Keywords: Ruins; Ruination; Unheimlichkeit; Historical Time; Walter Benjamin.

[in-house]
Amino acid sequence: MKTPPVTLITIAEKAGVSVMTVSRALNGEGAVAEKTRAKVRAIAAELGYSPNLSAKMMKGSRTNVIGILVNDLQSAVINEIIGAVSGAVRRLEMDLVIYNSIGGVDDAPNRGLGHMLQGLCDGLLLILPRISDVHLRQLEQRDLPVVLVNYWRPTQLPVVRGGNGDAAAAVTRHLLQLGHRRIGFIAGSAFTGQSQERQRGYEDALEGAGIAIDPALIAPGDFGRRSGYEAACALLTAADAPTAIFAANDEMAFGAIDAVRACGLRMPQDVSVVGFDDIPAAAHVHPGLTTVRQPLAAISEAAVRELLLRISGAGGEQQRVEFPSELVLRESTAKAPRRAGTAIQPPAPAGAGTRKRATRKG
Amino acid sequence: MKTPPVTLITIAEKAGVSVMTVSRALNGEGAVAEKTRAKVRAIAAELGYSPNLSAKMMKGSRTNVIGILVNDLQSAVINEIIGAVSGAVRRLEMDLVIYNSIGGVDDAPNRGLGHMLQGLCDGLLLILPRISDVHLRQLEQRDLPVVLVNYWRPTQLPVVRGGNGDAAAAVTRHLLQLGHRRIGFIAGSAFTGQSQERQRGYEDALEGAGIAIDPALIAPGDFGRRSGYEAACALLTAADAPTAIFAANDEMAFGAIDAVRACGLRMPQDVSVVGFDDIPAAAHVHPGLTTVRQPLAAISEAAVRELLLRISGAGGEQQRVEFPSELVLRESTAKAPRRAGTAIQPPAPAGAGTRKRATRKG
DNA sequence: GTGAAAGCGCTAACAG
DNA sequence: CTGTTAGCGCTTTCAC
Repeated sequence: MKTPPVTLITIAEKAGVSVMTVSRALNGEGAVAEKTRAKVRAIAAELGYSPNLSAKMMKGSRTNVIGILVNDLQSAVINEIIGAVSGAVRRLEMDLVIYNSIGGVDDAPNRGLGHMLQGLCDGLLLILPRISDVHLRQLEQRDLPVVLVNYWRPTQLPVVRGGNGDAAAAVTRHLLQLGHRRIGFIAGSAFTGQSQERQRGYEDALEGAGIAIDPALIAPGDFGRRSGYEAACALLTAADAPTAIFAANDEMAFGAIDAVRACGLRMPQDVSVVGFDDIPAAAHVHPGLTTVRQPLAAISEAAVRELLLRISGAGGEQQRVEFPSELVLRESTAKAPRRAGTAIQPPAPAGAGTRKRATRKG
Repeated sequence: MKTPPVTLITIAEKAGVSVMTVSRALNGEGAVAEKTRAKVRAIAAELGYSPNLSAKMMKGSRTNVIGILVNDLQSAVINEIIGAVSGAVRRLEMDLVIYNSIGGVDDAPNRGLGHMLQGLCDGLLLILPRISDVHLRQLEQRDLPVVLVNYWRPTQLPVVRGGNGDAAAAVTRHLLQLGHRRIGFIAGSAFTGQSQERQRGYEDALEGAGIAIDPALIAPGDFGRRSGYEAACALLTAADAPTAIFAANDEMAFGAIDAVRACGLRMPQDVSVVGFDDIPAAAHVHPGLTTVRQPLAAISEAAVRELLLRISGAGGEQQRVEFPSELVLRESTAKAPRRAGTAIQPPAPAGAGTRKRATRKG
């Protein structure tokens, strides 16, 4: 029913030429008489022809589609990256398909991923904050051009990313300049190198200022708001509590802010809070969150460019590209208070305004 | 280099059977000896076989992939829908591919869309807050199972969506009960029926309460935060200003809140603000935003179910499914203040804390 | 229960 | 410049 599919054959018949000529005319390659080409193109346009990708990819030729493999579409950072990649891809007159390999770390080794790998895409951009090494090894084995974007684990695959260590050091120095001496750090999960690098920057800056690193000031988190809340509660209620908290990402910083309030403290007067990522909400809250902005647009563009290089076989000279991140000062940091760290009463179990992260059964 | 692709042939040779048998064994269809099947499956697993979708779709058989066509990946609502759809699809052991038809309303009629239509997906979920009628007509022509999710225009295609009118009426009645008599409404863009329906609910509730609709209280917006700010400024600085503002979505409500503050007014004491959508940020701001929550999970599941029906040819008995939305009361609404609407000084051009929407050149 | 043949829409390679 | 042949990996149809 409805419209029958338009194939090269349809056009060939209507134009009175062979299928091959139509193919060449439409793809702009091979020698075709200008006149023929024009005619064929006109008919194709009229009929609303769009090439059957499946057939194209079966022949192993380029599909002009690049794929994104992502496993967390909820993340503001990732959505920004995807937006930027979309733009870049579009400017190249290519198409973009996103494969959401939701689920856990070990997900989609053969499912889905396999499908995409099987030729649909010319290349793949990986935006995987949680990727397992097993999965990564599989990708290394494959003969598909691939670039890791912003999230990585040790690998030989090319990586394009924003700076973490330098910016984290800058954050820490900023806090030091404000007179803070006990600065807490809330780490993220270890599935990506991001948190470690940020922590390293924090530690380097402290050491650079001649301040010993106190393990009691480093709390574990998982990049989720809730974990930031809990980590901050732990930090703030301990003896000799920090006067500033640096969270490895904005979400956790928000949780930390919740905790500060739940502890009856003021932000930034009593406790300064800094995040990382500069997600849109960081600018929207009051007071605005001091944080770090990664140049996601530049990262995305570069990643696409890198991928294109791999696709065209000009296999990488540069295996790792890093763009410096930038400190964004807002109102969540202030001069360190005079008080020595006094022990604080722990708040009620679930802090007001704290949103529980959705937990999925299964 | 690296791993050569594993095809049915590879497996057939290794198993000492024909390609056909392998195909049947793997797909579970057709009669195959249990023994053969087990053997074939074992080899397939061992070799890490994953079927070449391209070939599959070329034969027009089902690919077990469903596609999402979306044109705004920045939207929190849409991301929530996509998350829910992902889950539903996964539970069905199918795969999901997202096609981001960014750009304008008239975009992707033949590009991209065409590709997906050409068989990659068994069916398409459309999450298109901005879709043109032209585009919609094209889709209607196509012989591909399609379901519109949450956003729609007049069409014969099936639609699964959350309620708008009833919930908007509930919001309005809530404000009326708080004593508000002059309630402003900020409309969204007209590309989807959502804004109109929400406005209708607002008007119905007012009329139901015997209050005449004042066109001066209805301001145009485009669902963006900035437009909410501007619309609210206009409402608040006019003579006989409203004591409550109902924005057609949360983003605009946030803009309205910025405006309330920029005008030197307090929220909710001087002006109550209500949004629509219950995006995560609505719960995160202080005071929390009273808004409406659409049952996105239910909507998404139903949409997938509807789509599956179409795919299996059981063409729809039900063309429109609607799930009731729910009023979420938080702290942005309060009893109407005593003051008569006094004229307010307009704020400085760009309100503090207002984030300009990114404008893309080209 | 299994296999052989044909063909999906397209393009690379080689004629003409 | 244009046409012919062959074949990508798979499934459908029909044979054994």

There exist histories that can be neither transmitted nor ignored: only re-opened, by dealing with something that refers to the past and yet still insists on the surface of the present - like a ruin. Starting from a sentence («not a story to pass on») obsessively repeated in the epilogue of Tony Morrison's novel "Beloved", and passing through, respectively, a series of Walter Benjamin's well known fragments, a more recent book by W.G. Sebald and a postcolonial perspective on ruination suggested by Ann-Laura Stoler, the article explores the possibility of a political interpretation of ruins. It questions their anachronistic persistence and suggests we conceive of them as living entities whose specific affordance may subvert both history and its narration.